The U.S. Senate Banking Committee, led by Chairman U.S. Sen. Richard Shelby (R-AL), took aim this morning at the continuing problems facing homeowners and originators with a hearing titled “Regulatory Burdens to Obtaining Mortgage Credit.” Officers from three leading industry trade groups and a prominent housing policy expert from a left-of-center think tank provided input on how the federal government could improve efforts to expand homeownership without weighing down lenders with onerous rules and guidelines.
In testimony delivered before the committee, Tom Woods, chairman of the National Association of Home Builders (NAHB) and president of Custom Woods Homes, raised concerns on a key aspect of the Ability-to-Repay (ATR) and recommended a policy shift by the Consumer Financial Protection Bureau (CFPB).
“The final ATR rule includes closing charges paid to affiliated settlement service providers in the three percent cap on points and fees, while the points and fees charged by unaffiliated companies are not included,” Woods stated. “NAHB strongly objects to this disparity and has urged CFPB to exclude points and fees paid to affiliated firms when calculating the limit. Many home builders and lenders have established settlement service affiliates such as mortgage and title companies to facilitate home purchases for consumers. Requiring affiliate fees and points to be included in the three percent cap creates disincentives to establish these beneficial relationships. Affiliated and non-affiliated settlement services should be treated equally. NAHB adamantly believes that fees and points from affiliated firms should be excluded in the three percent cap, thereby giving equal treatment to affiliated and non-affiliated settlement service providers. We strongly urge the CFPB to implement such an exclusion.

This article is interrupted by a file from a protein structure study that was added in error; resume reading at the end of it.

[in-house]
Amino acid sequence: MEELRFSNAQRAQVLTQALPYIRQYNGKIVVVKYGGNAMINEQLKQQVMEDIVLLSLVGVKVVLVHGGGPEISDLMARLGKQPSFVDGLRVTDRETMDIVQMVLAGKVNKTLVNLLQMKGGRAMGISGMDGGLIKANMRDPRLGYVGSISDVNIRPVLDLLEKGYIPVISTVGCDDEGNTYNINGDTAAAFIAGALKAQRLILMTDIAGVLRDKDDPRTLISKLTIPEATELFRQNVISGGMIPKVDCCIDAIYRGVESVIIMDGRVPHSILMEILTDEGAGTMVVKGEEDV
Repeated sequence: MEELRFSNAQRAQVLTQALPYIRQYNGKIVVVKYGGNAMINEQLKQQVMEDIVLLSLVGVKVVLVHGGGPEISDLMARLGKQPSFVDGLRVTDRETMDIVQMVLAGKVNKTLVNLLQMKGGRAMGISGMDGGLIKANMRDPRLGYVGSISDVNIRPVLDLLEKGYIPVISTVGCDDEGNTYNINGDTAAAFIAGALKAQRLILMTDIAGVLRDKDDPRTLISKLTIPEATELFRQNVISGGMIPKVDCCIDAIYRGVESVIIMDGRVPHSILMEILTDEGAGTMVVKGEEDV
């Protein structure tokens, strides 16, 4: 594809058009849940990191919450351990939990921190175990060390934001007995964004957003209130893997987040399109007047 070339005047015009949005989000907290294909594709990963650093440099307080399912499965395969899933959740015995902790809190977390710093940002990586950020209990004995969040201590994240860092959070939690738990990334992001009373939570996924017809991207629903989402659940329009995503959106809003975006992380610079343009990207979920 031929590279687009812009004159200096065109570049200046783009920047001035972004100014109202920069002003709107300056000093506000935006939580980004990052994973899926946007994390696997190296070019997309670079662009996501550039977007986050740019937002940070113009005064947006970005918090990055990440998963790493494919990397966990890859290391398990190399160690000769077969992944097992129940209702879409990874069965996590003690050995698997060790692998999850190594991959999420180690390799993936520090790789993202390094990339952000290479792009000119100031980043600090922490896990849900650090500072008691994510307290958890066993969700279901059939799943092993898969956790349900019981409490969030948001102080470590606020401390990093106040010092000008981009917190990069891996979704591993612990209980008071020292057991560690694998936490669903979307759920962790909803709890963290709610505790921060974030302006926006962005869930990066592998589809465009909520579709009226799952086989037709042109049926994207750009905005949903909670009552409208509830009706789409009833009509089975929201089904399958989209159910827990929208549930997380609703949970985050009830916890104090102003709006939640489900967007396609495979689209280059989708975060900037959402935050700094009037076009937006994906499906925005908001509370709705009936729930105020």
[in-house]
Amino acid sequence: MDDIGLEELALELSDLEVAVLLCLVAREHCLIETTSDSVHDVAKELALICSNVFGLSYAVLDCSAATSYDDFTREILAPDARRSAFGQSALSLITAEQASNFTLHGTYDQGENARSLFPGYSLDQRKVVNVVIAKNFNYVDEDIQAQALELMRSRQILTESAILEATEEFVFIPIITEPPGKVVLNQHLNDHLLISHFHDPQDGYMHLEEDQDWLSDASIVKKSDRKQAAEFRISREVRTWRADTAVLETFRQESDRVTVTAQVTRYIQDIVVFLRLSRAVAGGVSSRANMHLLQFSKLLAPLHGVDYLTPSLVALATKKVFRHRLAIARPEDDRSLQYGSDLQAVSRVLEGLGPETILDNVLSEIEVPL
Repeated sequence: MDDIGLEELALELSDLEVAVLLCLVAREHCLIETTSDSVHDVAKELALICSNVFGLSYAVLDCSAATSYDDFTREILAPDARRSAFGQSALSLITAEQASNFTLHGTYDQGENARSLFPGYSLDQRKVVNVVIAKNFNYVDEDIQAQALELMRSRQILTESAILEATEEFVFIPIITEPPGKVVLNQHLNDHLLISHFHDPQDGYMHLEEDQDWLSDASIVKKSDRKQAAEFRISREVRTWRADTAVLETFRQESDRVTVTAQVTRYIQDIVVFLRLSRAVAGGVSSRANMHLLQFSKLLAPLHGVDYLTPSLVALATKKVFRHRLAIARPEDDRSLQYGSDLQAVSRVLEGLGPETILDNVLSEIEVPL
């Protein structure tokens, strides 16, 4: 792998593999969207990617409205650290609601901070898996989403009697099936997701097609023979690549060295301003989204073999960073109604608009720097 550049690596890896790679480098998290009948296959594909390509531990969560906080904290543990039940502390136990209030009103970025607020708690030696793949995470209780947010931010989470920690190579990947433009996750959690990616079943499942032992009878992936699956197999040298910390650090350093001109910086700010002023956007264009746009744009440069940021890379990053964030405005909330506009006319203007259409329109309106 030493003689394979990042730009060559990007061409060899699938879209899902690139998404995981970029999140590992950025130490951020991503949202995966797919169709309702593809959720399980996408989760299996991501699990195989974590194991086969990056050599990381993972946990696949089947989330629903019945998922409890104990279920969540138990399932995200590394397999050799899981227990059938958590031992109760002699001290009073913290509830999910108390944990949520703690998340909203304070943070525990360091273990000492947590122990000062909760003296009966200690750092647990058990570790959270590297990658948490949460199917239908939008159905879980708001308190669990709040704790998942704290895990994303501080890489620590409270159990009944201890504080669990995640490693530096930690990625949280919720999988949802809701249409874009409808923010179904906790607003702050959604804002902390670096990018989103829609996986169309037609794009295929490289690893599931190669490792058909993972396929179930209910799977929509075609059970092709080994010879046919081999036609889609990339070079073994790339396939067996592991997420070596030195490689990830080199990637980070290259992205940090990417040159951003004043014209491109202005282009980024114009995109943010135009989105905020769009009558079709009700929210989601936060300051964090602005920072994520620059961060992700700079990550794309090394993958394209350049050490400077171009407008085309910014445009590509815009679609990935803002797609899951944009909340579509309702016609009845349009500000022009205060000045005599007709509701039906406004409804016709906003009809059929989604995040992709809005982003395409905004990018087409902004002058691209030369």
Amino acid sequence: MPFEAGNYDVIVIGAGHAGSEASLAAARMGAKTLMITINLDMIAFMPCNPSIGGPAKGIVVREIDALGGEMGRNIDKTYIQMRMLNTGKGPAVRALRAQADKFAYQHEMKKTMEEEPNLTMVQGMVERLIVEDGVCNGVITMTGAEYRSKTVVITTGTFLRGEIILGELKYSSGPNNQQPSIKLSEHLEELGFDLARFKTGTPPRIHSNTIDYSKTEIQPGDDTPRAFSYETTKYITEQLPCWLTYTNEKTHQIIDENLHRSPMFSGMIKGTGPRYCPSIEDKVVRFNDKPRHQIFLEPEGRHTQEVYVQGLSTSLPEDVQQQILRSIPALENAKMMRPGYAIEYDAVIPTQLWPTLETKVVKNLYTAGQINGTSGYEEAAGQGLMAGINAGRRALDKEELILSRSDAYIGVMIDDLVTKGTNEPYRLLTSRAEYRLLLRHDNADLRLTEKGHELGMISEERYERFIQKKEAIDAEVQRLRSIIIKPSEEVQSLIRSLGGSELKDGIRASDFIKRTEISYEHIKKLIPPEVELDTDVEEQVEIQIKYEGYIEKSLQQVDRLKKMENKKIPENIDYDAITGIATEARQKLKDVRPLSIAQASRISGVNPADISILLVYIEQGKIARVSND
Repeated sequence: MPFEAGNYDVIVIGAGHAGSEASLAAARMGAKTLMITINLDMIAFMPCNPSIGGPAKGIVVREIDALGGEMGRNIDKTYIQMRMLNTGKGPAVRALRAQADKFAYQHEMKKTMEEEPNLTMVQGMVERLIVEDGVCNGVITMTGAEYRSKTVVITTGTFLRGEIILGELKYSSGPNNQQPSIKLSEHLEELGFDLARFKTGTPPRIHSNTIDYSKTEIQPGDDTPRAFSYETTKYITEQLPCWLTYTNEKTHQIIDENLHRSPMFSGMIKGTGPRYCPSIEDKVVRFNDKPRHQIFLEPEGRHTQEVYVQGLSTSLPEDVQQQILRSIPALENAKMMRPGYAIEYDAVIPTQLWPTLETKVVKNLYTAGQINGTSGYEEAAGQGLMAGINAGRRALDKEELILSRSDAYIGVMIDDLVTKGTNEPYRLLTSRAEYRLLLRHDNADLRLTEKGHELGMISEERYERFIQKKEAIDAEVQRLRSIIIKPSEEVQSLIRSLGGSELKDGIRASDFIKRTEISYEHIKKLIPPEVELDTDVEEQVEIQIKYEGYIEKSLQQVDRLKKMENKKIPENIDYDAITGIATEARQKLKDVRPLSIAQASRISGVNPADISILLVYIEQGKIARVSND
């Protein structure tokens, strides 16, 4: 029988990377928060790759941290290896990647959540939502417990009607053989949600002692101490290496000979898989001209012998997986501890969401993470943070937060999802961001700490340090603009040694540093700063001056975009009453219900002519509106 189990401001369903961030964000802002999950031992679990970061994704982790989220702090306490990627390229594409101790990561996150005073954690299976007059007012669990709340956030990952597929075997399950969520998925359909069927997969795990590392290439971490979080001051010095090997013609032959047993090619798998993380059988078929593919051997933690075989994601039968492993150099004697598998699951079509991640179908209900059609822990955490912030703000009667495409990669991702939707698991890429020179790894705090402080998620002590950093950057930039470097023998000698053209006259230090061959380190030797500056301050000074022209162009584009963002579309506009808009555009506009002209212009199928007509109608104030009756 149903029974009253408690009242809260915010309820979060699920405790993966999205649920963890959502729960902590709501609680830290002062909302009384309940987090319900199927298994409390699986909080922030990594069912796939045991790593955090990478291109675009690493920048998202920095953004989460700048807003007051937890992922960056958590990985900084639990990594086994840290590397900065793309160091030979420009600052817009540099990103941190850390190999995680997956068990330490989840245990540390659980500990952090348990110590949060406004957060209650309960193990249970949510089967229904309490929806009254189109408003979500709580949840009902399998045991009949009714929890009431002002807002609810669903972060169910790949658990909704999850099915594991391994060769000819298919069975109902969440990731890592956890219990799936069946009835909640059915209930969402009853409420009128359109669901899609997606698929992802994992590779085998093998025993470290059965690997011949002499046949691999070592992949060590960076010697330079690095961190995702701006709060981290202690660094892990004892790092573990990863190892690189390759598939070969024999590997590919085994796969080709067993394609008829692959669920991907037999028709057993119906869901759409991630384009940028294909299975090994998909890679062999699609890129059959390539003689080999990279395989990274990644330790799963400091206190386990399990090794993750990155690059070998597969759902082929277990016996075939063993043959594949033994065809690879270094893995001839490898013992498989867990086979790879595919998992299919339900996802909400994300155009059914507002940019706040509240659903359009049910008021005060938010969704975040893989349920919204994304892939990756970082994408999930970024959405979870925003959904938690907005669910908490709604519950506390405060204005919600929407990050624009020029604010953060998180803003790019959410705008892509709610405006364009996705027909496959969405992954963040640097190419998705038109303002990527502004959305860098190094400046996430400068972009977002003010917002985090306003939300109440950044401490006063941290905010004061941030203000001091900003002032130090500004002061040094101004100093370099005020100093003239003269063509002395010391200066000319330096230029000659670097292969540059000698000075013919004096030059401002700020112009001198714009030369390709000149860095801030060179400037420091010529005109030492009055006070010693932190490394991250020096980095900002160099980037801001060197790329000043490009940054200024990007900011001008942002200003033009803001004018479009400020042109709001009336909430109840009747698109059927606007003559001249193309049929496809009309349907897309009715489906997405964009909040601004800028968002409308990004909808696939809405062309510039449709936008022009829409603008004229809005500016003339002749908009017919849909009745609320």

Woods also argued that federal policies relating to the appraisal system for residential properties was creating more problems than solutions.
“While lenders, federal banking regulators and federally related housing agencies implemented corrective measures in response to valuation breakdowns that came to light in the wake of the Great Recession, and Congress mandated additional measures in the Dodd-Frank Act, these steps did not address fundamental flaws and shortcomings of the U.S. residential appraisal framework,” said Woods. “Improper appraisal practices, a shortage of experienced appraisers and inadequate oversight of the appraisal system continue to restrict the flow of mortgage credit and retard the housing recovery.”
Woods added that NAHB was not advocating that appraisals should be higher than the real market.